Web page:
CMS Unveils New Medicare Benefit

According to CMS, this new initiative will enable payment from Medicare directly to participating pharmacies and other participating entities to allow Medicare beneficiaries to pick up tests at no cost. This is the first time that Medicare has covered an over-the-counter test at no cost to beneficiaries.

CMS’s announcement follows last month’s announcement that the Biden-Harris Administration would be requiring commercial health insurance companies to cover at-home COVID tests for free.

Until the new benefit kicks in, Medicare beneficiaries can access free tests through a number of channels established by CMS, too. Now, they can request four free over-the-counter tests for home delivery at covidtests.gov. Or beneficiaries can access COVID-19 tests through health care providers at over 20,000 free testing sites nationwide. Many cities and towns are also giving out free test kits at drive-up handout programs as the state receives supplies.

CMS’s Feb. 3 statement noted that Medicare beneficiaries can also access lab-based PCR tests and antigen tests performed by a laboratory when the test is ordered by a physician, non-physician practitioner, pharmacist, or other authorized health care professional at no cost. In addition to accessing a COVID-19 lab test ordered by a health care professional, people with Medicare can also already access one lab-performed test without an order, also without cost sharing, during the public health emergency, says CMS.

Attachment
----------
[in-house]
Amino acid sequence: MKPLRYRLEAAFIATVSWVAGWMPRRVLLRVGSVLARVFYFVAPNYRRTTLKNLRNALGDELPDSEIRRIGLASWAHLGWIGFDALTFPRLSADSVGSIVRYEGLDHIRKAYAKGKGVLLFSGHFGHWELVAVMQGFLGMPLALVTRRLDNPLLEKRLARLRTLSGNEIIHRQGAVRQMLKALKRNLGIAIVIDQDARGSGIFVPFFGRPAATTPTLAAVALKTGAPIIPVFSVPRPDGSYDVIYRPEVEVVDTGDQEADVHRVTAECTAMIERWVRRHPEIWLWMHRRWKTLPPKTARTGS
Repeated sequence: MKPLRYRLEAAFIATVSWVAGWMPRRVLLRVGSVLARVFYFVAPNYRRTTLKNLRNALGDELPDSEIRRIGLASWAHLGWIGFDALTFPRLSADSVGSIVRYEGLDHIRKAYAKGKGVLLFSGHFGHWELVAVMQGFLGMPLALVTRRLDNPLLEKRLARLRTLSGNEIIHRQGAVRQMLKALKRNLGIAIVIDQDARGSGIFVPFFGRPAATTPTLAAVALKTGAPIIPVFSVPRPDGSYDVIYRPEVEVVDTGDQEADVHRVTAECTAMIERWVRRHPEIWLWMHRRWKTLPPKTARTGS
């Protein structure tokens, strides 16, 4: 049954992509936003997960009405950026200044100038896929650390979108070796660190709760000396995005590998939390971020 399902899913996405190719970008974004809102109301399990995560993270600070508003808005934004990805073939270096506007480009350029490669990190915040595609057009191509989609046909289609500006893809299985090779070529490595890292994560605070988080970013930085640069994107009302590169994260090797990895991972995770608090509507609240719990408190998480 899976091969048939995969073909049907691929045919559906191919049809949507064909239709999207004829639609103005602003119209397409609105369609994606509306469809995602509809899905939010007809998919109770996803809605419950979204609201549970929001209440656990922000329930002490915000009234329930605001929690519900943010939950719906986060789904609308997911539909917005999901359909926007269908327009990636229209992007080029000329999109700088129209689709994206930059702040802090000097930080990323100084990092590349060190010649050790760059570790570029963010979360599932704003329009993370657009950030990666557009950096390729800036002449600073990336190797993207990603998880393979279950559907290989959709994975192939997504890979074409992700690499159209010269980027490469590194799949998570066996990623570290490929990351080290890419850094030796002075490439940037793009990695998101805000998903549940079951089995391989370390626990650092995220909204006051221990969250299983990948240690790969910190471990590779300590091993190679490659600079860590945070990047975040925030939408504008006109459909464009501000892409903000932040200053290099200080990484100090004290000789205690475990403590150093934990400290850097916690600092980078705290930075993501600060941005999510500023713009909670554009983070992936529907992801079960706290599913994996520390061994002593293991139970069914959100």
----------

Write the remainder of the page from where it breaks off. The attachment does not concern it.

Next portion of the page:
In addition, CMS says that Medicare Advantage plans may offer coverage and payment for over-the-counter COVID-19 tests as a supplemental benefit in addition to covering Medicare Part A and Part B benefits. Medicare beneficiaries covered by Medicare Advantage should check with their plan to see if it includes such a benefit.

Finally, all Medicare beneficiaries with Part B are eligible for the new benefit, whether enrolled in a Medicare Advantage plan or not.

“AARP applauds today’s announcement that will guarantee access to at-home over-the-counter COVID-19 tests at no cost for Medicare’s 64 million beneficiaries and we thank [Health and Human Resources]Secretary Becerra and CMS Administrator Brooks-LaSure for their diligence in addressing this issue. Expanded access to no-cost testing will help protect seniors who have been hit hardest by the pandemic and ensure they can remain connected with their loved ones and community.,” says AARP Executive vice president and Chief Advocacy and Engagement Officer Nancy LeaMond in a statement issued with CMS’s Feb. 3rd announcement of the new Medicare benefit.

“Every American should have an easy way to get at-home COVID tests. We know that people 65 and older are at much greater risk of serious illness and death from this disease – they need equal access to tools that can help keep them safe. The cost of paying for tests and the time needed to find free testing options are barriers that could discourage Medicare beneficiaries from getting tested, leading to greater social isolation and continued spread of the virus, adds LeaMond.

Successfully Advocating the Seniors